Integrative genomic models for Eucalyptus globulus breeding

Degree type


Closing date

31 October 2022



Citizenship requirement



$28,854pa for 3.5 years

About the research project

About the Research Project:

The breeding of plantation forest tree species is an important activity for providing a sustainable wood supply that does not increase the erosion of the native forest estate. Traditional breeding methods, based on field recording and measurement, are now being complemented with methods that utilise genomic data. An exciting opportunity exists for a student with strong mathematical skills to help integrate genomics into Australia’s forest industry.

The PhD project will include the development of mathematical models that determine the relative likelihood of various hypotheses regarding identity and true parentage of trees used in breeding arboreta and genetics trials conditional on field-based recording of pedigrees and DNA assays such as whole genome or targeted sequencing. A unique characteristic of the Australian programs is the direct knowledge of the foundation set (origin) of individuals on which breeding is initiated. Forest trees are diploid organisms and a copy (allele) of each gene is received from each parent. A complete reconstruction of the founder haplotypes (the alignment of alleles of the same parental origin along the chromosome) opens the opportunity to efficiently identify chromosome segments that are resistant to recombination.  Such segments that are identified as containing important genes are ultimately targeted in selection programs. Single nucleotide polymorphisms (SNPs), which efficiently tag segments, need to be identified for this. The student will then focus on imputation. Industry standard assays are low-density (contain relatively few SNPs) and a goal will be to create mathematical and statistical methods to estimate the allelic states of SNPs that would be found by expensive higher-density assays.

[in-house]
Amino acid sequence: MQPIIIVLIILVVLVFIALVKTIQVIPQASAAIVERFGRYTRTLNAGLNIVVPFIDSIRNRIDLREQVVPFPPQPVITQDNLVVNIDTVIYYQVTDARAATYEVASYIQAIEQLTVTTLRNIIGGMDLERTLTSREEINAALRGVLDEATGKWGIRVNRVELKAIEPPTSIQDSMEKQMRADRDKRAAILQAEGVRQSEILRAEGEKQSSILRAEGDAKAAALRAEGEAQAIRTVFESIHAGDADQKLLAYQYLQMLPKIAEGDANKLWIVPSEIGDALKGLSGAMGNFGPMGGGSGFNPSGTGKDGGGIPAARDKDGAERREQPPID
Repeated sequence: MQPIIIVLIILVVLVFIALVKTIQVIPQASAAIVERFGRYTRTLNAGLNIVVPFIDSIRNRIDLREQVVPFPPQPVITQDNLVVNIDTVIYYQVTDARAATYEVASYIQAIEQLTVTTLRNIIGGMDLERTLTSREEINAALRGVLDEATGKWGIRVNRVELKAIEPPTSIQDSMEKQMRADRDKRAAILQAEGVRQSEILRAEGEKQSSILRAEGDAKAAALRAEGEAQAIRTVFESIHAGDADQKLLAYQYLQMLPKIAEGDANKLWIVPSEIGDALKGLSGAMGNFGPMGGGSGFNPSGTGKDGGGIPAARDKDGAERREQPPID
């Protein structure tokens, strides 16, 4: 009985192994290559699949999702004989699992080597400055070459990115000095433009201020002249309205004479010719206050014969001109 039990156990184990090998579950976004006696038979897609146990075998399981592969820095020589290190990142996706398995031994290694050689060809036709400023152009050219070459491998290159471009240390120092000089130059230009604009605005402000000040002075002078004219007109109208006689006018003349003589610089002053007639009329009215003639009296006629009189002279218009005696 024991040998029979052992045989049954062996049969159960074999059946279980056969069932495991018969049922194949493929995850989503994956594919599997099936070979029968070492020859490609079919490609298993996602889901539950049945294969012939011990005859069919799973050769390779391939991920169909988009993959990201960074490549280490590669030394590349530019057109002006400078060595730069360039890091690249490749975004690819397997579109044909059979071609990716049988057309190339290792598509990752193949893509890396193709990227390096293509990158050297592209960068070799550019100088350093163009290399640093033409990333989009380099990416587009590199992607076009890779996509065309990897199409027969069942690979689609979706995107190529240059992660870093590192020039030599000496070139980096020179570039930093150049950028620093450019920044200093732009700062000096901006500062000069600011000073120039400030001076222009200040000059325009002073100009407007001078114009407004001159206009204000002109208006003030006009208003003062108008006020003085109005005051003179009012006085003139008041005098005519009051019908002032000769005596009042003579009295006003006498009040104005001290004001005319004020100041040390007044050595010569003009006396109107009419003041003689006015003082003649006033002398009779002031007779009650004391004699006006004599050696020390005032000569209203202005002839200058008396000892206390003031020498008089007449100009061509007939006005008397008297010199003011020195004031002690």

The student will be expected to work closely with Tree Breeding Australia, which is the national breeder providing genetic evaluation services to the main hardwood and softwood species grown in Australia. The student will mix deterministic modelling with stochastic simulation and must have strong programming skills.

Research Environment:

Candidates will work in within the Discipline of Mathematics at the University of Tasmania. Mathematics is the language that underpins technology, enables innovation, and describes all aspects of the natural world. Mathematics provides fundamental skills in problem solving, modelling, analysis and research; it utilises the most modern computing technology combined with expertise developed over centuries. The Discipline of Mathematics provides a stimulating academic environment, conducting world class research, teaching and learning.

This project is funded by the University of Tasmania in collaboration with the Growers Research Advisory Committee of Forest and Wood Products Australia and will have strong links with industry collaborators. Candidates will be expected to spend a proportion of their candidature working closely with industry.

Primary Supervisor

Meet Professor Michael Charleston


The successful applicant will receive a scholarship which provides:

  • a living allowance stipend co-funded with Forest and Wood Products Australia Limited of $28,854 per annum (2022 rate indexed annually) for 3.5 years
  • a relocation allowance of up to $2,000
  • $10,000 per annum support for project costs for 3 years
  • a tuition fees offset covering the cost of tuition fees for up to four years (domestic applicants only)
  • international applicants may receive a University of Tasmania Fees Offset for up to four years

The scholarship supporting this project is funded by the University of Tasmania, Forest and Wood Products Australia Limited and the Australian Government through the Research Training Program.


Applicants should review the Higher Degree by Research minimum entry requirements.

Selection Criteria

The project is competitively assessed and awarded.  Selection is based on academic merit and suitability to the project as determined by the College.

Additional essential selection criteria specific to this project:

  • the candidate will ideally have strong skills in bioinformatics

Application process

There is a three-step application process:

  1. Select your project, and check you meet the eligibility and selection criteria;
  2. Contact the Primary Supervisor, Professor Michael Charleston to discuss your suitability and the project's requirements; and
  3. Submit an application by the closing date listed above.
    • Copy and paste the title of the project from this advertisement into your application. If you don’t correctly do this your application may be rejected.
    • As part of your application, you will be required to submit a covering letter, a CV including 2 x referees and your project research proposal.

Following the application closing date applications will be assessed within the College. Applicants should expect to receive notification of the outcome by email by the advertised outcome date.

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